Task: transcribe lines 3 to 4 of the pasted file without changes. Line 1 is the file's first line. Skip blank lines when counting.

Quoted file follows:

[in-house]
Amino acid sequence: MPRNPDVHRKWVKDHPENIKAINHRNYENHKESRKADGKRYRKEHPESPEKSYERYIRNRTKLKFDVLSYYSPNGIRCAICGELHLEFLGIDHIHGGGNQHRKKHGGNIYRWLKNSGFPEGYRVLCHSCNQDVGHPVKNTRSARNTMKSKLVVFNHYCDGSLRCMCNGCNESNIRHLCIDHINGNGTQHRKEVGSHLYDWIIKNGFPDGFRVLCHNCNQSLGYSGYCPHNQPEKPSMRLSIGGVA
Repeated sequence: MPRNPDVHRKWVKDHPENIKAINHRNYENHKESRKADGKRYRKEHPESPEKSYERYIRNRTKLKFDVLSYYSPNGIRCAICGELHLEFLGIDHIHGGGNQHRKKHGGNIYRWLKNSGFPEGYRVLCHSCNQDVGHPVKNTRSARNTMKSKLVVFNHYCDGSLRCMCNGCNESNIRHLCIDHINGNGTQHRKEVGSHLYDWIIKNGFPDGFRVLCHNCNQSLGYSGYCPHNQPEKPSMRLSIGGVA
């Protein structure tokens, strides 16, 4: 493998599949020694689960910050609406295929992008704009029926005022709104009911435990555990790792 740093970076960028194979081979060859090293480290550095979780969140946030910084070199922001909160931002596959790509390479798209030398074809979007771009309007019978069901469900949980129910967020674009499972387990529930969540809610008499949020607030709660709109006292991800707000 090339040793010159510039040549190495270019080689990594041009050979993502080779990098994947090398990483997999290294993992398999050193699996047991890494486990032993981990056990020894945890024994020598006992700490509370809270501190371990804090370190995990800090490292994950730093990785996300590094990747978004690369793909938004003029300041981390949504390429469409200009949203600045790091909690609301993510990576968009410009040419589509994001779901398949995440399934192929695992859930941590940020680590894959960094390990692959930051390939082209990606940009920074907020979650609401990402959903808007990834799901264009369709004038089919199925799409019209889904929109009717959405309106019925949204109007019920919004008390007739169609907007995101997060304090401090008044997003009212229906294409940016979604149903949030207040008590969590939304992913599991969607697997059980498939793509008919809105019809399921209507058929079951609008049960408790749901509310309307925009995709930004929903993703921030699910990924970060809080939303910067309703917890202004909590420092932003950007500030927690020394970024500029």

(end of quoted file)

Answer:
Repeated sequence: MPRNPDVHRKWVKDHPENIKAINHRNYENHKESRKADGKRYRKEHPESPEKSYERYIRNRTKLKFDVLSYYSPNGIRCAICGELHLEFLGIDHIHGGGNQHRKKHGGNIYRWLKNSGFPEGYRVLCHSCNQDVGHPVKNTRSARNTMKSKLVVFNHYCDGSLRCMCNGCNESNIRHLCIDHINGNGTQHRKEVGSHLYDWIIKNGFPDGFRVLCHNCNQSLGYSGYCPHNQPEKPSMRLSIGGVA
């Protein structure tokens, strides 16, 4: 493998599949020694689960910050609406295929992008704009029926005022709104009911435990555990790792 740093970076960028194979081979060859090293480290550095979780969140946030910084070199922001909160931002596959790509390479798209030398074809979007771009309007019978069901469900949980129910967020674009499972387990529930969540809610008499949020607030709660709109006292991800707000 090339040793010159510039040549190495270019080689990594041009050979993502080779990098994947090398990483997999290294993992398999050193699996047991890494486990032993981990056990020894945890024994020598006992700490509370809270501190371990804090370190995990800090490292994950730093990785996300590094990747978004690369793909938004003029300041981390949504390429469409200009949203600045790091909690609301993510990576968009410009040419589509994001779901398949995440399934192929695992859930941590940020680590894959960094390990692959930051390939082209990606940009920074907020979650609401990402959903808007990834799901264009369709004038089919199925799409019209889904929109009717959405309106019925949204109007019920919004008390007739169609907007995101997060304090401090008044997003009212229906294409940016979604149903949030207040008590969590939304992913599991969607697997059980498939793509008919809105019809399921209507058929079951609008049960408790749901509310309307925009995709930004929903993703921030699910990924970060809080939303910067309703917890202004909590420092932003950007500030927690020394970024500029």